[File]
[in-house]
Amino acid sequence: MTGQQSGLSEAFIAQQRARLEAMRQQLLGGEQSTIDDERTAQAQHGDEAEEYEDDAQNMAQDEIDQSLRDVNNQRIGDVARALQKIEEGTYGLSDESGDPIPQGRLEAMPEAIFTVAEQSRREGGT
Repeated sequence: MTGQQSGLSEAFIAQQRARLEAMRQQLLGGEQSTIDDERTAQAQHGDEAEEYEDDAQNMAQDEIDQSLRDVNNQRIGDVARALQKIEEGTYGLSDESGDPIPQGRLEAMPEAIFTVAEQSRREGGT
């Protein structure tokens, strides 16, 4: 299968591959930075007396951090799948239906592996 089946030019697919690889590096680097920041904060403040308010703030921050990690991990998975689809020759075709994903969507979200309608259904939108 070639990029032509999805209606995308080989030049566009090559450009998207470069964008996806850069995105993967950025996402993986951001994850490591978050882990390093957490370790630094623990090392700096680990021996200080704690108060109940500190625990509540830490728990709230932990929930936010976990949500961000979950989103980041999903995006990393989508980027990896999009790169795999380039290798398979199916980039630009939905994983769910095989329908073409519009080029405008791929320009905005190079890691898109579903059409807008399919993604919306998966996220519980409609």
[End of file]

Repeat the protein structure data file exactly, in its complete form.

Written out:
[in-house]
Amino acid sequence: MTGQQSGLSEAFIAQQRARLEAMRQQLLGGEQSTIDDERTAQAQHGDEAEEYEDDAQNMAQDEIDQSLRDVNNQRIGDVARALQKIEEGTYGLSDESGDPIPQGRLEAMPEAIFTVAEQSRREGGT
Repeated sequence: MTGQQSGLSEAFIAQQRARLEAMRQQLLGGEQSTIDDERTAQAQHGDEAEEYEDDAQNMAQDEIDQSLRDVNNQRIGDVARALQKIEEGTYGLSDESGDPIPQGRLEAMPEAIFTVAEQSRREGGT
């Protein structure tokens, strides 16, 4: 299968591959930075007396951090799948239906592996 089946030019697919690889590096680097920041904060403040308010703030921050990690991990998975689809020759075709994903969507979200309608259904939108 070639990029032509999805209606995308080989030049566009090559450009998207470069964008996806850069995105993967950025996402993986951001994850490591978050882990390093957490370790630094623990090392700096680990021996200080704690108060109940500190625990509540830490728990709230932990929930936010976990949500961000979950989103980041999903995006990393989508980027990896999009790169795999380039290798398979199916980039630009939905994983769910095989329908073409519009080029405008791929320009905005190079890691898109579903059409807008399919993604919306998966996220519980409609």